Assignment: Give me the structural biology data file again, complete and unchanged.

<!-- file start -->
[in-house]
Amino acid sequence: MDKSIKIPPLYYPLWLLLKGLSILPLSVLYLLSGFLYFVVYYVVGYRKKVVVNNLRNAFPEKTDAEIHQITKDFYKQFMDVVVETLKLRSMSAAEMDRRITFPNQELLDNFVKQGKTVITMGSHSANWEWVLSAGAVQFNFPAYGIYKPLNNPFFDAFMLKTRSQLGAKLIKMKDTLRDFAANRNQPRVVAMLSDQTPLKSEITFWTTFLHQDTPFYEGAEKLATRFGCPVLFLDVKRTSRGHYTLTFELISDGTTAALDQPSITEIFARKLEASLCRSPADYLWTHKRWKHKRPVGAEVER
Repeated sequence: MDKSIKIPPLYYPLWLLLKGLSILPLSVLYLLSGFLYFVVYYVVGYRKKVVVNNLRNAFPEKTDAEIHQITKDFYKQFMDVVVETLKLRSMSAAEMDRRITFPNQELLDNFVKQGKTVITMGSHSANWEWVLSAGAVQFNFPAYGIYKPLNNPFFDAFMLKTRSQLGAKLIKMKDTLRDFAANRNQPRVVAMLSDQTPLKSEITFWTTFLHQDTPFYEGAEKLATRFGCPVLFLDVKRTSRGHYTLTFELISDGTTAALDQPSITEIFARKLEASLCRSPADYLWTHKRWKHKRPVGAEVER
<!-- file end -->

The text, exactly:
[in-house]
Amino acid sequence: MDKSIKIPPLYYPLWLLLKGLSILPLSVLYLLSGFLYFVVYYVVGYRKKVVVNNLRNAFPEKTDAEIHQITKDFYKQFMDVVVETLKLRSMSAAEMDRRITFPNQELLDNFVKQGKTVITMGSHSANWEWVLSAGAVQFNFPAYGIYKPLNNPFFDAFMLKTRSQLGAKLIKMKDTLRDFAANRNQPRVVAMLSDQTPLKSEITFWTTFLHQDTPFYEGAEKLATRFGCPVLFLDVKRTSRGHYTLTFELISDGTTAALDQPSITEIFARKLEASLCRSPADYLWTHKRWKHKRPVGAEVER
Repeated sequence: MDKSIKIPPLYYPLWLLLKGLSILPLSVLYLLSGFLYFVVYYVVGYRKKVVVNNLRNAFPEKTDAEIHQITKDFYKQFMDVVVETLKLRSMSAAEMDRRITFPNQELLDNFVKQGKTVITMGSHSANWEWVLSAGAVQFNFPAYGIYKPLNNPFFDAFMLKTRSQLGAKLIKMKDTLRDFAANRNQPRVVAMLSDQTPLKSEITFWTTFLHQDTPFYEGAEKLATRFGCPVLFLDVKRTSRGHYTLTFELISDGTTAALDQPSITEIFARKLEASLCRSPADYLWTHKRWKHKRPVGAEVER